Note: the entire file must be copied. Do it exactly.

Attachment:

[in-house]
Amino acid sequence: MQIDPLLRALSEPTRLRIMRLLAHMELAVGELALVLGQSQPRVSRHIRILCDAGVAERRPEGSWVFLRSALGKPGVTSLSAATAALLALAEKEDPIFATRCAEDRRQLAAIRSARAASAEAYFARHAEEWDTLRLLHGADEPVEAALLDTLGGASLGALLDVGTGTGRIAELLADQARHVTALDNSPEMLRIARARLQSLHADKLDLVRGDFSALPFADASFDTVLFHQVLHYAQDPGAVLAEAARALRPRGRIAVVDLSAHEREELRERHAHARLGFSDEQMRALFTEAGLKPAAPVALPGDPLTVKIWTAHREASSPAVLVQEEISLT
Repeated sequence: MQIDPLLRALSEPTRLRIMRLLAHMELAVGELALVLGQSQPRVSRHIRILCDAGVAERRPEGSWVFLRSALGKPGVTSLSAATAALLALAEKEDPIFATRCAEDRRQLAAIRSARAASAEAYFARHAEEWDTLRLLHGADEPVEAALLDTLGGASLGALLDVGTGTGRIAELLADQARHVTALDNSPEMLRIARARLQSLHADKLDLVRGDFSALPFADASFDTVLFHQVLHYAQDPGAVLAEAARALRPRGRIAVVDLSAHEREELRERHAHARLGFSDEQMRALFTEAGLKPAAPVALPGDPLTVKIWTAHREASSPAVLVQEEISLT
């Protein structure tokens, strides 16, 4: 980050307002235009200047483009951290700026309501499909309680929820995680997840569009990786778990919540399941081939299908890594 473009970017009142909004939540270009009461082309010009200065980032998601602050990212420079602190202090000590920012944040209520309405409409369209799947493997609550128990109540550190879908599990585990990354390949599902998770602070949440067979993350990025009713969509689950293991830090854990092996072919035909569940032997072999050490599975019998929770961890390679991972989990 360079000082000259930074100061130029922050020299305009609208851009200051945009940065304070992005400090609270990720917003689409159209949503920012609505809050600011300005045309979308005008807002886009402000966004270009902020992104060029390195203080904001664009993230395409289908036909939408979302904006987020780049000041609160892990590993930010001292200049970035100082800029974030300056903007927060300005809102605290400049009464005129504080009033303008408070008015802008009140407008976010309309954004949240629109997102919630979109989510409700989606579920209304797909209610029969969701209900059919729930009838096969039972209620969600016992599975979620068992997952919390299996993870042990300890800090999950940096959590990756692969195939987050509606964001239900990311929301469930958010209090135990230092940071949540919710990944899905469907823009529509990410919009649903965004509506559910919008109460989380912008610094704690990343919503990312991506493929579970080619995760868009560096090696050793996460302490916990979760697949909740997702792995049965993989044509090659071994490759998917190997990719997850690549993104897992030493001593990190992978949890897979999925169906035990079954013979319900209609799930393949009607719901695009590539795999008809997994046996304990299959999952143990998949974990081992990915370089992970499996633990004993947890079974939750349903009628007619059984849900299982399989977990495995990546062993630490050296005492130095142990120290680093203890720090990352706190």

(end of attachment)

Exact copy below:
[in-house]
Amino acid sequence: MQIDPLLRALSEPTRLRIMRLLAHMELAVGELALVLGQSQPRVSRHIRILCDAGVAERRPEGSWVFLRSALGKPGVTSLSAATAALLALAEKEDPIFATRCAEDRRQLAAIRSARAASAEAYFARHAEEWDTLRLLHGADEPVEAALLDTLGGASLGALLDVGTGTGRIAELLADQARHVTALDNSPEMLRIARARLQSLHADKLDLVRGDFSALPFADASFDTVLFHQVLHYAQDPGAVLAEAARALRPRGRIAVVDLSAHEREELRERHAHARLGFSDEQMRALFTEAGLKPAAPVALPGDPLTVKIWTAHREASSPAVLVQEEISLT
Repeated sequence: MQIDPLLRALSEPTRLRIMRLLAHMELAVGELALVLGQSQPRVSRHIRILCDAGVAERRPEGSWVFLRSALGKPGVTSLSAATAALLALAEKEDPIFATRCAEDRRQLAAIRSARAASAEAYFARHAEEWDTLRLLHGADEPVEAALLDTLGGASLGALLDVGTGTGRIAELLADQARHVTALDNSPEMLRIARARLQSLHADKLDLVRGDFSALPFADASFDTVLFHQVLHYAQDPGAVLAEAARALRPRGRIAVVDLSAHEREELRERHAHARLGFSDEQMRALFTEAGLKPAAPVALPGDPLTVKIWTAHREASSPAVLVQEEISLT
């Protein structure tokens, strides 16, 4: 980050307002235009200047483009951290700026309501499909309680929820995680997840569009990786778990919540399941081939299908890594 473009970017009142909004939540270009009461082309010009200065980032998601602050990212420079602190202090000590920012944040209520309405409409369209799947493997609550128990109540550190879908599990585990990354390949599902998770602070949440067979993350990025009713969509689950293991830090854990092996072919035909569940032997072999050490599975019998929770961890390679991972989990 360079000082000259930074100061130029922050020299305009609208851009200051945009940065304070992005400090609270990720917003689409159209949503920012609505809050600011300005045309979308005008807002886009402000966004270009902020992104060029390195203080904001664009993230395409289908036909939408979302904006987020780049000041609160892990590993930010001292200049970035100082800029974030300056903007927060300005809102605290400049009464005129504080009033303008408070008015802008009140407008976010309309954004949240629109997102919630979109989510409700989606579920209304797909209610029969969701209900059919729930009838096969039972209620969600016992599975979620068992997952919390299996993870042990300890800090999950940096959590990756692969195939987050509606964001239900990311929301469930958010209090135990230092940071949540919710990944899905469907823009529509990410919009649903965004509506559910919008109460989380912008610094704690990343919503990312991506493929579970080619995760868009560096090696050793996460302490916990979760697949909740997702792995049965993989044509090659071994490759998917190997990719997850690549993104897992030493001593990190992978949890897979999925169906035990079954013979319900209609799930393949009607719901695009590539795999008809997994046996304990299959999952143990998949974990081992990915370089992970499996633990004993947890079974939750349903009628007619059984849900299982399989977990495995990546062993630490050296005492130095142990120290680093203890720090990352706190």